How Climate Change Affects the Housing Market

One look at the housing market these days will tell you almost all you need to know about it.

Prices are on the rise, interest rates are low, and although hundreds of thousands of people are looking for homes to buy, it’s a seller’s market and pickings are slim. There are plenty of factors that can contribute to this trend from natural economic swings to the COVID-19 pandemic rush to get out of the cities. 

Something that many people don’t necessarily consider as a factor that impacts the housing market though is climate change. 

However, they certainly should. 

The global climate impacts nearly every aspect of our lives indirectly whether we think about it or not and whether we choose to believe in science or not. Financial markets and housing are no exception. Today, regulators, financial analysts, and mortgage firms are looking at the changing climate like never before. All of this trickles down into the prices and rates we pay in the housing market.  

Escalating Risks

The science backing the reality of climatic change has been tested in numerous ways and proven again and again. More and more Americans are starting to accept the risks and become concerned, thankfully. Nearly three-quarters now believe climate change is an urgent issue that needs to be addressed to some degree by the federal government. 

Associating climate risks and housing markets can be either very direct or somewhat abstract. For instance, the increased risk of out-of-control wildfires in the Western U.S. is an impact of hotter and drier conditions brought about by climate change that directly affects the likelihood of a home burning in the wildland-urban interface. Likewise, rising sea levels associated with melting ice caps increase the risk of flooding in coastal cities and towns which can push insurance rates through the roof. 

Other more indirect impacts can include things like water quality. High water quality is essential in homes not only for convenience but also for health reasons. Things such as flooding, acid rain, or excessive city pollution can impact water quality by introducing chemicals into waterways or drinking water. Known issues such as things can impact the value of a home. Other things associated with the climate that can impact home value include things like air pollution and soil erosion. 

Climate and Finances

Reports recently filed by federal regulators indicate that climate change is indeed having a significant impact on financial markets. In 2018 alone, it is estimated that natural disasters that were amplified by a changing climate cost nearly $11 billion in residential and commercial real estate losses in the United States. Many of these types of disasters are estimated to get worse in the coming years as temperatures continue to rise and precipitation regimes become more variable. 

Today, many forward-thinking insurance and mortgage companies are starting to consider these risks. Homeowners and especially those looking to buy a home in an ‘at-risk’ area are more likely to see greater insurance rates due to climate risks. Some lenders may not be as willing to lend money in areas that have a higher likelihood of being impacted by climate change in the future.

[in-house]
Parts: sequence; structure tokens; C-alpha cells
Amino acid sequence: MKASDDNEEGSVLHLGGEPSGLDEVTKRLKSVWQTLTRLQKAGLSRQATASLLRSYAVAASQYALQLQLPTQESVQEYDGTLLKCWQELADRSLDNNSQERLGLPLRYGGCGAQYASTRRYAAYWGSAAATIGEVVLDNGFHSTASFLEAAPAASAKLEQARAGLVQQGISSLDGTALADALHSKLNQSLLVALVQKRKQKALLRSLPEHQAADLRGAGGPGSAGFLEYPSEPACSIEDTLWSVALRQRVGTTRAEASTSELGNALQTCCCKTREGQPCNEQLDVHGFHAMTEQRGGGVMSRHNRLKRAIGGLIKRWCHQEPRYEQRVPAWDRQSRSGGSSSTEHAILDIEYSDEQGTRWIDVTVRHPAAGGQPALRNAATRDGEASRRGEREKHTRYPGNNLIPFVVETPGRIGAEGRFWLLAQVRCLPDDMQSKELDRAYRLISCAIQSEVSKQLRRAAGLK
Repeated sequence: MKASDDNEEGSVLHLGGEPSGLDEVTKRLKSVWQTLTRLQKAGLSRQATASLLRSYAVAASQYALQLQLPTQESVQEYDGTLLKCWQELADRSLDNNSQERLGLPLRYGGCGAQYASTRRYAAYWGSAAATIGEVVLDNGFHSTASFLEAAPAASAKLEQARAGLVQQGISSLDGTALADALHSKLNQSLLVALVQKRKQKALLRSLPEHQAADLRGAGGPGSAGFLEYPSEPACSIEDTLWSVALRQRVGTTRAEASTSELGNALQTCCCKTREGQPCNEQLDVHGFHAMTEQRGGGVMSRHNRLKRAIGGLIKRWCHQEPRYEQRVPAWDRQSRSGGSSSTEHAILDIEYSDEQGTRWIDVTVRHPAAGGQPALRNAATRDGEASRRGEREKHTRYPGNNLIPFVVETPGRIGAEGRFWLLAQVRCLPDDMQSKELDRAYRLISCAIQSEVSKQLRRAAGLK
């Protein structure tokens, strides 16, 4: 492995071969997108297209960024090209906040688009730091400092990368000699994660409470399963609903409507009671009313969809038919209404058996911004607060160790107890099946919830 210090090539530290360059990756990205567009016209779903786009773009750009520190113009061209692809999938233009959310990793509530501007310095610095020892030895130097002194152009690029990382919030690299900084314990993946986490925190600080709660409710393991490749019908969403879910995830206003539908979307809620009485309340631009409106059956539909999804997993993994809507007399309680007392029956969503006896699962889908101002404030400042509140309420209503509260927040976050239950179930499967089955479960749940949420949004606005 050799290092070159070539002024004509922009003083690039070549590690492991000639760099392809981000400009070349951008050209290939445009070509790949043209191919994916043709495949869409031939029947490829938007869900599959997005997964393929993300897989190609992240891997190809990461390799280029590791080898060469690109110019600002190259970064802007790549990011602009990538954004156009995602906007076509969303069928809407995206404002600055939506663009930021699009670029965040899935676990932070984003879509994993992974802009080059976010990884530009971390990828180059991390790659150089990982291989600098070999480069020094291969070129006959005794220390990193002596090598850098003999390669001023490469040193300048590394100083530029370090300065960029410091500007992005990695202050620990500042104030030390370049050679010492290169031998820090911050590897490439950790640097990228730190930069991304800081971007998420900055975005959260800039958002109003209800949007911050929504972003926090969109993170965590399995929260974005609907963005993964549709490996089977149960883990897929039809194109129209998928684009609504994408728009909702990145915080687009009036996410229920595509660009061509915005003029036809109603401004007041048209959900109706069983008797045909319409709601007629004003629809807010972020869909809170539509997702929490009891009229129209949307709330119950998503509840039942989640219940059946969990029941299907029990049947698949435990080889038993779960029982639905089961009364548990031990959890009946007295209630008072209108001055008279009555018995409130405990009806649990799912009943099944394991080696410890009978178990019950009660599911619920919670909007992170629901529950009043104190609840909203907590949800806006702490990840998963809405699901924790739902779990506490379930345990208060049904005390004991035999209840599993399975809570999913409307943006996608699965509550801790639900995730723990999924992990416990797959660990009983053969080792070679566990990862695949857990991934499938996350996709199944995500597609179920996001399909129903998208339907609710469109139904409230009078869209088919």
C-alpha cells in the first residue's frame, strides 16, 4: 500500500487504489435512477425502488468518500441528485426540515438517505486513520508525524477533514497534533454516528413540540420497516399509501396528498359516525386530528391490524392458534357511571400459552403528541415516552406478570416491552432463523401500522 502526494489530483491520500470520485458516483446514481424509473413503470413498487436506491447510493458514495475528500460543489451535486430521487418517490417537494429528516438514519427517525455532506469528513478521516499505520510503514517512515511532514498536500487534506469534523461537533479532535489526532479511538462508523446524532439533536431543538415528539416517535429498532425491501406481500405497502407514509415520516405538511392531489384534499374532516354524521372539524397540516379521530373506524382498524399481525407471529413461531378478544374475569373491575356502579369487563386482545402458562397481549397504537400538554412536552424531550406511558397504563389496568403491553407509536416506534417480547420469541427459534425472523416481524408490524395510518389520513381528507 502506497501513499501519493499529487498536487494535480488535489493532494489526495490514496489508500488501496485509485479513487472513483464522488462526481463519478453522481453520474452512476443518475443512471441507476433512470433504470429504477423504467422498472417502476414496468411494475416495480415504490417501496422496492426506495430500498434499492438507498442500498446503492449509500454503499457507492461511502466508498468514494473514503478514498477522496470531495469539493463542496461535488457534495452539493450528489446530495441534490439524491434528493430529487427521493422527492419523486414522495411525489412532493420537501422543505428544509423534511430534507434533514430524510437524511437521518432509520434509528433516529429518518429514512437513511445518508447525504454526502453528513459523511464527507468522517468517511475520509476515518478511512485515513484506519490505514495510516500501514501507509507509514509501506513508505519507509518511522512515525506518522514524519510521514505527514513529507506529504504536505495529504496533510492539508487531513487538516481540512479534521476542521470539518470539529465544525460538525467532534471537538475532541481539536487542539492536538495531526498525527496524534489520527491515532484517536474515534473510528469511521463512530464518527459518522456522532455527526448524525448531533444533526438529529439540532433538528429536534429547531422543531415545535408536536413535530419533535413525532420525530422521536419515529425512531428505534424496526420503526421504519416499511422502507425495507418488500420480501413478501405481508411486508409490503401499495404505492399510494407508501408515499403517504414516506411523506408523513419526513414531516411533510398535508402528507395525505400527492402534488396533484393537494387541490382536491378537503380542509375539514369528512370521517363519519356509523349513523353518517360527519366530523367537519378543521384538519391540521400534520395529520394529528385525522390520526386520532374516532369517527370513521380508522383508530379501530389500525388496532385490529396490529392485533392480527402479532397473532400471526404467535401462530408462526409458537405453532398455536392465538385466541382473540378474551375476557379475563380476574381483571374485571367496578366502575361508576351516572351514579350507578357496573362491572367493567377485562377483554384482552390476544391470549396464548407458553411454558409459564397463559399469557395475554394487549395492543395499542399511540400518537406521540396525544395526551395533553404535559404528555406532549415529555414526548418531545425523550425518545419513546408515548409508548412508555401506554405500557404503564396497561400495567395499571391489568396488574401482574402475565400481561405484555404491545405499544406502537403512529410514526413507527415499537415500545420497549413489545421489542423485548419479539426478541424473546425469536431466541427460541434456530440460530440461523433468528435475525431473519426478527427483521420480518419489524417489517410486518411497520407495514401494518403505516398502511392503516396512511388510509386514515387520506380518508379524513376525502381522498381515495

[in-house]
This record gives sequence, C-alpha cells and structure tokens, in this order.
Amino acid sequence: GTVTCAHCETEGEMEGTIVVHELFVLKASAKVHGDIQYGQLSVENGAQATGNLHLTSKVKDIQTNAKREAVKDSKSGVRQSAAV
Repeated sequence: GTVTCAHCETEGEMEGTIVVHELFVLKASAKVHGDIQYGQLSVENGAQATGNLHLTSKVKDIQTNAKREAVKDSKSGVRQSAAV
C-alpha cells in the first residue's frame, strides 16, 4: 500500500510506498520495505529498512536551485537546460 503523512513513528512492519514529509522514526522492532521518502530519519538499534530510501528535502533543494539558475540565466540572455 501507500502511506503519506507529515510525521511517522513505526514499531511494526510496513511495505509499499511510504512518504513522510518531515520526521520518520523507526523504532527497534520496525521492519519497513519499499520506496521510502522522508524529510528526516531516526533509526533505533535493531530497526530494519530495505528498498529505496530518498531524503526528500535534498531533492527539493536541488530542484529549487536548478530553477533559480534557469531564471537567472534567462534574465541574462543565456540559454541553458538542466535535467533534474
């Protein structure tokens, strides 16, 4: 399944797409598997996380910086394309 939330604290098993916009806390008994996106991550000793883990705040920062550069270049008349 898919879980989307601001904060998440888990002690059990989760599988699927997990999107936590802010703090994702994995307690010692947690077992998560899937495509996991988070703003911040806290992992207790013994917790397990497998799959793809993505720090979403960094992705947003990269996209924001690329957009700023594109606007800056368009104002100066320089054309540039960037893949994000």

For those making decisions about their current and future homes, the climate is also starting to play a bigger role. Many people are taking climate into account when they consider whether or not a home is likely to be of the same or higher value in 20 or 30 years. Climate risk is becoming one of many factors that determine the ideal location of a home for folks looking to buy. These considerations are driving home prices up in some areas considered relatively safe and negatively impacting prices in areas that are deemed high risk. 

Climate change impacts housing market

Green Home Future

A changing climate is also impacting some of the features that are built into new homes and the upgrades that people are making in their homes. The idea of green or more energy-efficient buildings is ever so slowly becoming more mainstream. Many of these ideas have a great deal of merit and could ultimately help reduce the climate impact via fairly easy-to-make home upgrades:

  • Installing solar panels on roofs or single-family homes 
  • Incorporating solar producing windows into apartments complexes and high rises
  • Using a garden/forest/living roof design
  • Installing in appliances that utilize less energy and/or water
  • Upgrading heating and cooling units
  • Replacing old lighting with energy-efficient bulbs and fixtures
  • Using a recycled water system for advanced water and heating functions in large buildings
  • Building with materials that are more flood resistant 
  • Incorporating natural vegetation or food production into green spaces
  • Limiting concrete or hard surfaces and instead using permeable surfaces that allow water filtration on site

All of these building upgrades and ideas have the power not only to reduce the energy consumption and water usage in residential homes and real estate properties but also the power to make a positive impact towards slowing climate change. Furthermore, many homeowners are looking for these types of upgrades and consider them real perks when shopping around for a home – they could be used as a means of boosting the home’s overall value. 


The climate crisis is a very real and scary thing that we are facing globally. Impacts on the housing market include rising insurance prices, greater conservatism with lending, and lower property values in high-risk areas. Many of these risks are a reality we’ll have to deal with, but some things can be done to lessen the environmental impact of your home, increase its resilience to climate change, and boost the property value.

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